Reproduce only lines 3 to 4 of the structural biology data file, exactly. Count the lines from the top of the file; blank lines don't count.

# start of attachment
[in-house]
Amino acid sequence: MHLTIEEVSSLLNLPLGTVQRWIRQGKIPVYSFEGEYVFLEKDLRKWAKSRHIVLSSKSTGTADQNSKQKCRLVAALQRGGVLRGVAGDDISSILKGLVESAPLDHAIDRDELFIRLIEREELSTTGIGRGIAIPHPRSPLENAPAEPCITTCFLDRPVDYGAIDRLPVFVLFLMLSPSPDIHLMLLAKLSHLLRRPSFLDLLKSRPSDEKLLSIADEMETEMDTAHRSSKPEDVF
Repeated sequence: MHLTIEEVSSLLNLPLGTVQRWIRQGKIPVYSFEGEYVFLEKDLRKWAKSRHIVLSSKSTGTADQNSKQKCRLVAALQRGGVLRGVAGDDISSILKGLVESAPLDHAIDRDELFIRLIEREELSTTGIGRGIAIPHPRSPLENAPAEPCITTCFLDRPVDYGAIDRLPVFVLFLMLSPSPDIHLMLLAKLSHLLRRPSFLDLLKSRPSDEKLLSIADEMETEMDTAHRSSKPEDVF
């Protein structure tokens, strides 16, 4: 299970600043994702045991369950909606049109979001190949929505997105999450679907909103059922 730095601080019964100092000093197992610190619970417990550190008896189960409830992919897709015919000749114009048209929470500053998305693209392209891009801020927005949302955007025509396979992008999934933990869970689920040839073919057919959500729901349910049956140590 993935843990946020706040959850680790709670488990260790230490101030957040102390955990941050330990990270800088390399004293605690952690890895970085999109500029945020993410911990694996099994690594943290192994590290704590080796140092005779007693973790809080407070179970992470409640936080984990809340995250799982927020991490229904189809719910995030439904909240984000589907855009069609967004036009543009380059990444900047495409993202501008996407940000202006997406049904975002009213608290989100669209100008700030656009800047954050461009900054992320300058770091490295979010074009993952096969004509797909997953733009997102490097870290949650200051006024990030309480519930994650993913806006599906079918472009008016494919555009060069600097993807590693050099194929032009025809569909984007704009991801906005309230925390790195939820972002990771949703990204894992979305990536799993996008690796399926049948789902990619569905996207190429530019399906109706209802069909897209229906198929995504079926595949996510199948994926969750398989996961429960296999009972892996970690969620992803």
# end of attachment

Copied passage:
Repeated sequence: MHLTIEEVSSLLNLPLGTVQRWIRQGKIPVYSFEGEYVFLEKDLRKWAKSRHIVLSSKSTGTADQNSKQKCRLVAALQRGGVLRGVAGDDISSILKGLVESAPLDHAIDRDELFIRLIEREELSTTGIGRGIAIPHPRSPLENAPAEPCITTCFLDRPVDYGAIDRLPVFVLFLMLSPSPDIHLMLLAKLSHLLRRPSFLDLLKSRPSDEKLLSIADEMETEMDTAHRSSKPEDVF
């Protein structure tokens, strides 16, 4: 299970600043994702045991369950909606049109979001190949929505997105999450679907909103059922 730095601080019964100092000093197992610190619970417990550190008896189960409830992919897709015919000749114009048209929470500053998305693209392209891009801020927005949302955007025509396979992008999934933990869970689920040839073919057919959500729901349910049956140590 993935843990946020706040959850680790709670488990260790230490101030957040102390955990941050330990990270800088390399004293605690952690890895970085999109500029945020993410911990694996099994690594943290192994590290704590080796140092005779007693973790809080407070179970992470409640936080984990809340995250799982927020991490229904189809719910995030439904909240984000589907855009069609967004036009543009380059990444900047495409993202501008996407940000202006997406049904975002009213608290989100669209100008700030656009800047954050461009900054992320300058770091490295979010074009993952096969004509797909997953733009997102490097870290949650200051006024990030309480519930994650993913806006599906079918472009008016494919555009060069600097993807590693050099194929032009025809569909984007704009991801906005309230925390790195939820972002990771949703990204894992979305990536799993996008690796399926049948789902990619569905996207190429530019399906109706209802069909897209229906198929995504079926595949996510199948994926969750398989996961429960296999009972892996970690969620992803």